DJP: In the case of the first job, “Game of Thrones,” David Benioff and Dan Weiss contacted the Language Creation society and asked them to find someone, so the Society put together a competition. Most people within the language creation community know about the society, so they saw it, and that’s how they got someone who was a ConLanger to create the language. After that, “Game of Thrones” got so big that other production companies found me through that.
The next step is going to be to put together something like a ConLang yellow pages that people would actually use, because it would be really nice for someone who just wanted a language created to be able to go through and look at all of the various ConLangers who exist online and find someone they wanted to work with. The Language Creation Society does have a jobs board where people can post jobs and ConLangers can see them. It works okay, but they’re only successful as the employers who use them. I’m trying to make it know that there are many, many language creators out there, and many of them would be delighted, even ecstatic, to work on a television show like I have done.
PRH: What if we encountered an alien intelligence? Would a ConLang be a useful way to communicate with them?
DJP: I’ll say that if we ever do encounter aliens, it would pay not only to have some linguists, but also some ConLangers there to help to figure out their communication system. ConLangers bring a different set of skills to the table; a different kind of creativity. I think that would probably be required for a truly alien communications system that doesn’t obey any of the rules that human languages do.
PRH: One of the things that I most enjoyed about our book is that you can learn a lot about languages in general. Was that intentional? What else were you hoping that readers would take away from the book?
DJP: I love languages, and I love talking about them. It’s too much fun. There’s two major points: One for language creators, especially for new language creators—the ones who aren’t tied into the community—I want them to know that there is a larger community and history there, because a lot of the brand-new ConLangers don’t know about the history of language creation, and it has something to say to them. In addition, I want to give them a foundation for how to create a naturalistic language.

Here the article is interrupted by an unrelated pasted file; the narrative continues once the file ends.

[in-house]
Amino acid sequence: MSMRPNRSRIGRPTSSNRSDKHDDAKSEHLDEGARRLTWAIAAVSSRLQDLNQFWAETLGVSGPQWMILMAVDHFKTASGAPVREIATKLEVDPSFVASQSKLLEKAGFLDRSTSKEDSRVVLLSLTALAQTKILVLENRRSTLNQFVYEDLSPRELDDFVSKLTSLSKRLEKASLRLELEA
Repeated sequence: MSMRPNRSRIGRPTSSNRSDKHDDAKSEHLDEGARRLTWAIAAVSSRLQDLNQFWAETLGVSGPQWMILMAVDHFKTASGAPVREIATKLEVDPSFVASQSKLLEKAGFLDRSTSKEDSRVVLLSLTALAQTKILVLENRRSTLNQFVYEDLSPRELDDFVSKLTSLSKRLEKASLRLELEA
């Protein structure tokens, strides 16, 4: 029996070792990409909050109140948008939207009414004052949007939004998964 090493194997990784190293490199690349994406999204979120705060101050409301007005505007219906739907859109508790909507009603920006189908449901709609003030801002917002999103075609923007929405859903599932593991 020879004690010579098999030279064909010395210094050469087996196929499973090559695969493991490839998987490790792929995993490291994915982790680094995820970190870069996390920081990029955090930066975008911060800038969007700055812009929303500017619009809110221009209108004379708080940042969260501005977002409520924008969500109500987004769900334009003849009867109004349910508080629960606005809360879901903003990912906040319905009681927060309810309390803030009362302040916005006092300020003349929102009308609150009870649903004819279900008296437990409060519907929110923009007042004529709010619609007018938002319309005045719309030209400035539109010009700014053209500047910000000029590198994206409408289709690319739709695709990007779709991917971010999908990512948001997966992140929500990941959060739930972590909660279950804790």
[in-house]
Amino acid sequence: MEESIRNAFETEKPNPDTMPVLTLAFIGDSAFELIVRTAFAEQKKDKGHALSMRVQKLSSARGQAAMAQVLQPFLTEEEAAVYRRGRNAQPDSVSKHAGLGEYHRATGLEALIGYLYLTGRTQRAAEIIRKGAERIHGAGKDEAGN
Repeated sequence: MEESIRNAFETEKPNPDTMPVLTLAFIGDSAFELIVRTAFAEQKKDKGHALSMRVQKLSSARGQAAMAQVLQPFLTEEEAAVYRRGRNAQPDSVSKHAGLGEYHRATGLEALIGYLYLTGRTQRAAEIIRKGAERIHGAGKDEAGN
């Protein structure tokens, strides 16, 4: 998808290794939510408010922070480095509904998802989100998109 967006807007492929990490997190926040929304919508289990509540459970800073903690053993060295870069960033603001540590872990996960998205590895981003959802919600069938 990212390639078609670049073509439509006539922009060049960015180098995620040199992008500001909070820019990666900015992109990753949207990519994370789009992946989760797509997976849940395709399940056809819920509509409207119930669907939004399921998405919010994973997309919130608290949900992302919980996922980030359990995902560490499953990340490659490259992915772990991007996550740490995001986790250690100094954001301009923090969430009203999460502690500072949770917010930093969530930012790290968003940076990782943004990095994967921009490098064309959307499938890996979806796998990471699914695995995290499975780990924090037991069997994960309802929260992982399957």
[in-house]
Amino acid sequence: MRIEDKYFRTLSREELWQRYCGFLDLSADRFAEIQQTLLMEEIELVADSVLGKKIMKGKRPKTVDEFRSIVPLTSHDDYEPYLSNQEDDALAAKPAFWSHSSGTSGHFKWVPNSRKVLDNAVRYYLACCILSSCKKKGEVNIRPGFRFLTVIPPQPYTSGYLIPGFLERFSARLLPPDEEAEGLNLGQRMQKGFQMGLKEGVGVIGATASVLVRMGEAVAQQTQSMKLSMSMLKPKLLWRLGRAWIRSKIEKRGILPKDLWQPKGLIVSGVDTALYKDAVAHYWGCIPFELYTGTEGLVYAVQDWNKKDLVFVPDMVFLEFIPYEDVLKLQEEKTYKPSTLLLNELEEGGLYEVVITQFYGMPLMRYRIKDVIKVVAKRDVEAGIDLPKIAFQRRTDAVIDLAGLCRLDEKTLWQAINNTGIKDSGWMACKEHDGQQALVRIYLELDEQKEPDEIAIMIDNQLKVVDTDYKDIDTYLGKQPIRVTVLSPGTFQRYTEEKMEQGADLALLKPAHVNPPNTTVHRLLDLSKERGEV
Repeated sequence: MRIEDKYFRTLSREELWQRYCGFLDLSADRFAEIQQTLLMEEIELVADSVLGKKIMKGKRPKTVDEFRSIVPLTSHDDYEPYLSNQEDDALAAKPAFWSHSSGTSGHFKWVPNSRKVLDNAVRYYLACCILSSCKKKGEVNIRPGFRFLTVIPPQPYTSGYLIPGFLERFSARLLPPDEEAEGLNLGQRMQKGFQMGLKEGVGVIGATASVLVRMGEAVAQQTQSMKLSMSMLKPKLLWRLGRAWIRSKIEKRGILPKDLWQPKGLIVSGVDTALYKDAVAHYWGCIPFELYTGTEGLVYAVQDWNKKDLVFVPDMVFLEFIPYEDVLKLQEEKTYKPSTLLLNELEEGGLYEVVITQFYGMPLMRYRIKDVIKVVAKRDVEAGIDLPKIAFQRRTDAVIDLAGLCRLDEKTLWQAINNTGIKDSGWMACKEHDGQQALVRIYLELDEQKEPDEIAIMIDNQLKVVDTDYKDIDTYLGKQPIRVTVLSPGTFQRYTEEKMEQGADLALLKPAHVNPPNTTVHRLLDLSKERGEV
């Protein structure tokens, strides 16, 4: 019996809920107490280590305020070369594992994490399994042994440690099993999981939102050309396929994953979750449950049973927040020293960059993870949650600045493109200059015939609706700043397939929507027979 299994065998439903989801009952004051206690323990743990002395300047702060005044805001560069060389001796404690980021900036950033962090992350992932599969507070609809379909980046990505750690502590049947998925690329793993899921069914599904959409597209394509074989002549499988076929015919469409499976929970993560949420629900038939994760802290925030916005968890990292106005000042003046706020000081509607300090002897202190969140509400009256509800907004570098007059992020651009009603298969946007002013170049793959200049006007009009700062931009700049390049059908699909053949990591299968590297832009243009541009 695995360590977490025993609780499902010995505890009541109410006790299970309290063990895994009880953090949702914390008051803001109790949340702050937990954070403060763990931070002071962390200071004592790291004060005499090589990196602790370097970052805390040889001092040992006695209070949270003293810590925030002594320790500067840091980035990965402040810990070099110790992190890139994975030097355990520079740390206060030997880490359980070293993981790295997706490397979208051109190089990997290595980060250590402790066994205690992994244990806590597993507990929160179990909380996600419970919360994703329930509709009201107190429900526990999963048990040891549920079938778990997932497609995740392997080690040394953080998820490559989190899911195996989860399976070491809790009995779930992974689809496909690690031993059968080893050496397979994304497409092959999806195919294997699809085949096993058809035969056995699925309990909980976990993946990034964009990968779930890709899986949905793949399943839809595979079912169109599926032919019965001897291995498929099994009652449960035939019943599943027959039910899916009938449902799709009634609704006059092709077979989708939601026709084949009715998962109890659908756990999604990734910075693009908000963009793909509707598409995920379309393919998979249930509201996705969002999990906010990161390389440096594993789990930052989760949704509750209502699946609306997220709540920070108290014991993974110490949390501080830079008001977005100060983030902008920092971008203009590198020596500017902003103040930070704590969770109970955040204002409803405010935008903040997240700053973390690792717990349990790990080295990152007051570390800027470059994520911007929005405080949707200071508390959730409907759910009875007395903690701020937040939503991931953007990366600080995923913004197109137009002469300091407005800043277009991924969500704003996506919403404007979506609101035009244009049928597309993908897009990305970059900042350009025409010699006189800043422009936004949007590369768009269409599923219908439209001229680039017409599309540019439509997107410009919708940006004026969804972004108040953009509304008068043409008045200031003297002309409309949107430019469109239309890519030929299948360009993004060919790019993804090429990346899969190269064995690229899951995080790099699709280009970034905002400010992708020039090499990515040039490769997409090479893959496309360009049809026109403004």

The other goal is that I really want the non ConLanging world to know that we’re here and doing stuff, and that creating languages is an artform. It is something that requires rigor and creativity and skill, and some of the stuff that ConLangers have been doing for decades now is really phenomenal; extraordinary. I really wanted people to know about that. Everyone will have heard about “Game of Thrones”, it gets a lot of attention, but there’s a lot more work out there. There’s a lot more creativity and inventedness that really deserves attention, and I wanted people to know that we’re here.
PRH: I have one more question: I listened to an interview with Frank Oz the other day, who is, of course, the voice of many, many of the muppets and a few other things. Apparently he’s asked all of the time to do his voices and he usually says no. I wonder if you’re bothered by people asking you to say things in Dothraki?
DJP: I am, but only for one reason: That’s because I’m just not fluent. I’m not fluent in any of my languages! I know the grammar forwards and backwards, but I’ve never taken a course in any of these things. There’s no conversation practice that I can do. If I want to say something, I’ll sit down, pull out my dictionary, write it down and make sure that it’s grammatically correct, and then I can say it. On the spot? I don’t know about that.
PRH: Anything else you’d like to mention?
DJP: Yes. I want to mention that I am working on a documentary project with the language creator from “Avatar”, Paul Frommer, Marc Okrand, who created the Klingon language, and also David Salo, who created the Orcish language for the Hobbit movies. We’re all putting together a documentary on ConLangers, what they do and who they are, so be on the lookout for that.